Got any arachnophobia? This will trigger it. Big spiders. Little spiders. Spider-like monsters. Spiders under the skin. Spider silk everywhere, trapping people. Lots of killing people by spider or spider silk in gruesome ways. I’m almost amazed I made it through it. It was handled very well and certainly upped the ‘ick’ factor! The violence is bloody and quite visceral.

Joe is still stuck with bits of the Long Man and the Haunter in Darkness inside of him, and they’re both working to kill him while he steals bits of their power when needed. This time they’re working together to take him out, and they may do some real damage.

Witt still does excellent extended fight scenes. They’re so absorbing, and their length doesn’t make them boring, which is a neat trick.

There’s nothing happy/shiny about this horror novel. Just plenty of horror, death, fighting, and blood. I look forward to reading more of Witt’s books!

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Review: “One Fell Sweep,” Ilona Andrews

Pros: Rich worldbuilding and fascinating characters
Rating: 5 out of 5

Ilona Andrews’ One Fell Sweep (Innkeeper Chronicles Book 3) follows on the heels of Clean Sweep and Sweep in Peace. I think this is the best so far. A creature called a Hiru comes to Dina’s inn looking for a place to hold a meeting. He’s from a race hunted and nearly extinct thanks to the efforts of the inhabitants of a planet near theirs, and an alien has agreed to help them–but first they have to gather the alien’s human-looking parts. For those unfamiliar or who’ve forgotten since the last book, Dina is an Innkeeper. In this case, that means she operates a magical, powerful inn where aliens can stay when they come to earth. There are only two main rules: the humans must never know what is happening under their noses, and once an Innkeeper has chosen to take on a guest, she must not allow harm to come to them. When she takes on the hiru, she inadvertently takes sides in a war where the opponents have no compunction about firing off nukes or waking up the neighbors. Just to make things a little crazier, she has to save her sister and her sister’s daughter from a dive on a vampire-controlled planet, and she has to figure out whether she’s really falling in love with haunted werewolf Sean.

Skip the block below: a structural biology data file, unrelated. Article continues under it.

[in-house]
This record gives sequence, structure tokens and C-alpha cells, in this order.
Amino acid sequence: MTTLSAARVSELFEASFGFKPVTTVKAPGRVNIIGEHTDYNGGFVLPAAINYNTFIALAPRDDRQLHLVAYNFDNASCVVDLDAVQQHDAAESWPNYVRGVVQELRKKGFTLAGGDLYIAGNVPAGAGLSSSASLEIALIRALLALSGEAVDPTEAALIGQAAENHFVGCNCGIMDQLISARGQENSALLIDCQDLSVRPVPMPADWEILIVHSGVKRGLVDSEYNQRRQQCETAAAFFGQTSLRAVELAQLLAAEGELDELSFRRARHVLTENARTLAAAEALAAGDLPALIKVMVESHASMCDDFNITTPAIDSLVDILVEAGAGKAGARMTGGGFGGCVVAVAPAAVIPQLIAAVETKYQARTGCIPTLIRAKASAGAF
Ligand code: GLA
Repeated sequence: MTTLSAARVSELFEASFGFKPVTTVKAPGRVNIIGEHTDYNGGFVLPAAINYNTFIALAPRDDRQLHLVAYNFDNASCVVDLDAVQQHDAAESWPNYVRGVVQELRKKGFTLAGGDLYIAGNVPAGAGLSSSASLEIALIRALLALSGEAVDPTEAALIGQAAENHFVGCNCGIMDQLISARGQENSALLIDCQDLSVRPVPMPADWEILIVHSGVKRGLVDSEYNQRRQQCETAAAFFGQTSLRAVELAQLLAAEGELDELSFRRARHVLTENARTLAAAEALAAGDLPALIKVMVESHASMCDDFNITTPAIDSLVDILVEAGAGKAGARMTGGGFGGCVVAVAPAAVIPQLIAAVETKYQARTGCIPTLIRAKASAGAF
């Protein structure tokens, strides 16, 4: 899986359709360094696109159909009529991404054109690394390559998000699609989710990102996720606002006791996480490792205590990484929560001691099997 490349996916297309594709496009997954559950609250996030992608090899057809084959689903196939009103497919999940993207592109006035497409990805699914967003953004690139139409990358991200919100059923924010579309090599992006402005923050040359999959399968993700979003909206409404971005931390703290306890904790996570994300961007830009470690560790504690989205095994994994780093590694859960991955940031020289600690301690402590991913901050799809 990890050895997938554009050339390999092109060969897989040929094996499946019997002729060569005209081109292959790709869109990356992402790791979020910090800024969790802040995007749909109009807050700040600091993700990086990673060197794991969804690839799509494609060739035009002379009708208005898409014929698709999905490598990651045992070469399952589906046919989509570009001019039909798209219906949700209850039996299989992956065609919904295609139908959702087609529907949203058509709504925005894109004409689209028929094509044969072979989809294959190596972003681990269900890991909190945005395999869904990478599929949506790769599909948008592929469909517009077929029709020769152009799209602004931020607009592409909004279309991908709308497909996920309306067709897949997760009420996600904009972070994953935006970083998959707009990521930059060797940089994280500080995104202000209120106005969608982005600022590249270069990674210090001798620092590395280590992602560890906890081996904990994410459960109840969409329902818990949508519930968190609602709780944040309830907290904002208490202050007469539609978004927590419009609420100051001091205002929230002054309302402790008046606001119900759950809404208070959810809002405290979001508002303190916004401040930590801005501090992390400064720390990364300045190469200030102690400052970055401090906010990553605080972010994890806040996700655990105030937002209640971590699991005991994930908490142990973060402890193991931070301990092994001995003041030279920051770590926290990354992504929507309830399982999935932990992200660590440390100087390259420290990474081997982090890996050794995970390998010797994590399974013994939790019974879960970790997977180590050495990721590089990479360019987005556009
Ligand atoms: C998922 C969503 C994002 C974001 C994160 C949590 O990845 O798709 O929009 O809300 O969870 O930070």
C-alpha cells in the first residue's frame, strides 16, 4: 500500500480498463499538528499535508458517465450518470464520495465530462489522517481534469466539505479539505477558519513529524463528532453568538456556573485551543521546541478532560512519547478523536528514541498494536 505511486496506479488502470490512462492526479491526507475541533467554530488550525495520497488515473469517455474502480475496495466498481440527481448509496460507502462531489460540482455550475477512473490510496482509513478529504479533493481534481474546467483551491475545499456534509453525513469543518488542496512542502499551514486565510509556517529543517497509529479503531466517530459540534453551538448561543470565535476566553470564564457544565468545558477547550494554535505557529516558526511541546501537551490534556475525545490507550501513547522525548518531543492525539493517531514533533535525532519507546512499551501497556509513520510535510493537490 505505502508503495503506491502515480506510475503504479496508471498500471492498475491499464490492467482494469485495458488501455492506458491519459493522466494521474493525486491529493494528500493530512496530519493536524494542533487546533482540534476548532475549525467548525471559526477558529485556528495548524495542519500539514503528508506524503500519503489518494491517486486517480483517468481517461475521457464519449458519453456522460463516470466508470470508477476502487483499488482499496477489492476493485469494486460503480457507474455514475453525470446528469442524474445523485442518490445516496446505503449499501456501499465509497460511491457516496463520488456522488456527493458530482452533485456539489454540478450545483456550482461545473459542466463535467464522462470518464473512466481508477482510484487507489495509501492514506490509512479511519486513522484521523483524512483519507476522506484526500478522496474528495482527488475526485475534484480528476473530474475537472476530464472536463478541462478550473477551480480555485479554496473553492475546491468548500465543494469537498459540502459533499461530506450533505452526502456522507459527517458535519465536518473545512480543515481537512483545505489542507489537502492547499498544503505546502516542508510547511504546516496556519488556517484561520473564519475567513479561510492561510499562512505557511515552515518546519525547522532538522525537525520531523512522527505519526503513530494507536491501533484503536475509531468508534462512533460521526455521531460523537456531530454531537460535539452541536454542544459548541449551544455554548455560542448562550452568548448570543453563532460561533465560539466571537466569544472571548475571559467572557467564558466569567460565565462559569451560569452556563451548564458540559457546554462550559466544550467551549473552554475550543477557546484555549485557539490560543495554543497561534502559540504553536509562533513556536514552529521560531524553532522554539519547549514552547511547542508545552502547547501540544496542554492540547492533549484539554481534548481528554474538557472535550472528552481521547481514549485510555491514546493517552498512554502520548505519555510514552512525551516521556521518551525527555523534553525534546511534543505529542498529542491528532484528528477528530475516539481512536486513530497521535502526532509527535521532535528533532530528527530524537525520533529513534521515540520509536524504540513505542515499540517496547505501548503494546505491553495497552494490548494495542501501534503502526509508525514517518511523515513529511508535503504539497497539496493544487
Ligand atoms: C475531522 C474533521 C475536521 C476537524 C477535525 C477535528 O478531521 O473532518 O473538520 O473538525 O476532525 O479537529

I love this series, and I think this is the best of it so far. The abilities and limitations of Gertrude Hunt (the inn) and Dina come to the fore, particularly what they can do when together as opposed to apart. The will they/won’t they between Dina and Sean is softened and believable, not frustrating. Dina’s sister Maud–and her vampire daughter Helen–are totally fun to have around, as are the friends and allies Dina acquired in previous novels. I always love Ilona Andrews’ ability to portray nuanced characters. This volume punches up the violence, but there’s plenty of familial love, romantic love, daring and bravery.

The language is fun, and sometimes funny:

“He broke their bones, he made them scream, and then he cut off their heads and put them on a pike.”
“He’s been through a lot.”

The story, setting, and characters are entertaining, creative, a bit dark at times, and unusual. I highly recommend the entire series, and look forward to more!